‘Coal has a very important role in our energy mix and I have no doubt it will have for many, many years to come, possibly forever.’ How can you utter such a thing without laughing? Coal, while being more abundant on Earth than oil and gas, is the worst climate offender by far. For every megawatt-hour generated, coal-fired power stations emit around 2,000 pounds of carbon dioxide, nearly double their gas-fired counterparts.
The trouble is that Australia’s prime minister Malcolm Turnbull, once an advocate for carbon-neutral policies, was serious while pronouncing those words. Climate change should be well known Down Under, as recent harsh droughts or the ongoing bleaching of the Great Reef Barrier (due to CO2-induced ocean acidification and ocean warming) are potent enough reminders. Australia, as a signatory to the Paris Agreement, has pledged to keep the temperature rise ‘well below 2°C’, if possible at 1.5°C. An epic task that can only be accomplished by phasing out coal combustion as fast as possible – certainly, not by burning it ‘forever’.
It is true that in 2017 China coal production (3.1 billion tonnes) eclipsed Australia (0.4 billion tonnes), but in Beijing the word ‘forever’ is not in use. Just last month the People’s Republic launched a three-year plan that includes measures ‘to vigorously eliminate coal-fired units of less than 300,000 kilowatts that are not up to environmental, efficiency and safety standards’ while investing more in renewable energy. Even now, under Xi Jinping’s tighter grip, China is widely expected to fulfil its own pledges under the Paris Agreement.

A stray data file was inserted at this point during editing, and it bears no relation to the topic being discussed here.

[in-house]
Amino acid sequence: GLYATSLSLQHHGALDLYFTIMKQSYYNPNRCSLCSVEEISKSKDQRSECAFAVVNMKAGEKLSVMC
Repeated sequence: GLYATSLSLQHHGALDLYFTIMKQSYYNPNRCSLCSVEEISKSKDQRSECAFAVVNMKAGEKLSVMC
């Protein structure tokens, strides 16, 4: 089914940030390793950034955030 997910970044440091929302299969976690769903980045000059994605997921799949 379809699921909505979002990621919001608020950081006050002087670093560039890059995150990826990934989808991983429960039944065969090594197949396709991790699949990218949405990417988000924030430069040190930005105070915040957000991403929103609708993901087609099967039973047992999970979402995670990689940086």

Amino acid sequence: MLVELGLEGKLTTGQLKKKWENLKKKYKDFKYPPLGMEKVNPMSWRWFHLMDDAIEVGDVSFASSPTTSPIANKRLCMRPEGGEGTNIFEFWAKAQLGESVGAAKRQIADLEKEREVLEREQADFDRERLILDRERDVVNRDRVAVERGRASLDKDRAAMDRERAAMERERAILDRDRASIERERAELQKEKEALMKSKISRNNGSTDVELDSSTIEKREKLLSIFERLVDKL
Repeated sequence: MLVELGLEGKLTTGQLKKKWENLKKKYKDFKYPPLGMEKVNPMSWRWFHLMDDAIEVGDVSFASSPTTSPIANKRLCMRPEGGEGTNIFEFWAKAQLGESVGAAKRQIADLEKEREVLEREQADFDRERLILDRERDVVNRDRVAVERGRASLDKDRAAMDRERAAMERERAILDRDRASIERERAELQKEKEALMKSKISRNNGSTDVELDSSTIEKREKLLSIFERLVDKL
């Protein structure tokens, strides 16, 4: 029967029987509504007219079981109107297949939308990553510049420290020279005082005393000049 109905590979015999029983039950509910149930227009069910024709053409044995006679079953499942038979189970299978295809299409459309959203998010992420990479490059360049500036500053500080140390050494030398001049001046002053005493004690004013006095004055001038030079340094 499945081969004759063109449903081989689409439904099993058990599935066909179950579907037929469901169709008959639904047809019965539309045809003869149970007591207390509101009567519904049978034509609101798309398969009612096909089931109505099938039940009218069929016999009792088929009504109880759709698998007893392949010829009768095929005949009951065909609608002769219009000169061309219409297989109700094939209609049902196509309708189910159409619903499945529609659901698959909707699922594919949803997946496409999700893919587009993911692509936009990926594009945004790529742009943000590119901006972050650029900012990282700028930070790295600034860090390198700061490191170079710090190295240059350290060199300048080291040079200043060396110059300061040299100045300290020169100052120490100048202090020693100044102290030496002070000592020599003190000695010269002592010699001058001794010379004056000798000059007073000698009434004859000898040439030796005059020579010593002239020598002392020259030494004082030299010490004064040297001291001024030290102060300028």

Here is the point. In order to keep our common atmosphere in thermal equilibrium, we need a worldwide, multilateral commitment to phase out fossil fuel combustion, and coal combustion in particular. Now more so, as a leaked version of the summary to the new IPCC report due out in October, clearly states that the 1.5°C goal is hard to reach and that a warming of 2°C would be ‘substantially’ more harmful.
After president Donald Trump walked away from the Paris Agreement and pursued the rebirth of an ailing coal industry, unilateralism is now in vogue. Turnbull’s ‘forever coal’ is just as trendy. Yet, if IPCC scientists are right, one day they will be both proven deadly wrong. It won’t take forever.
This was published in the August 2018 edition of Geographical magazine
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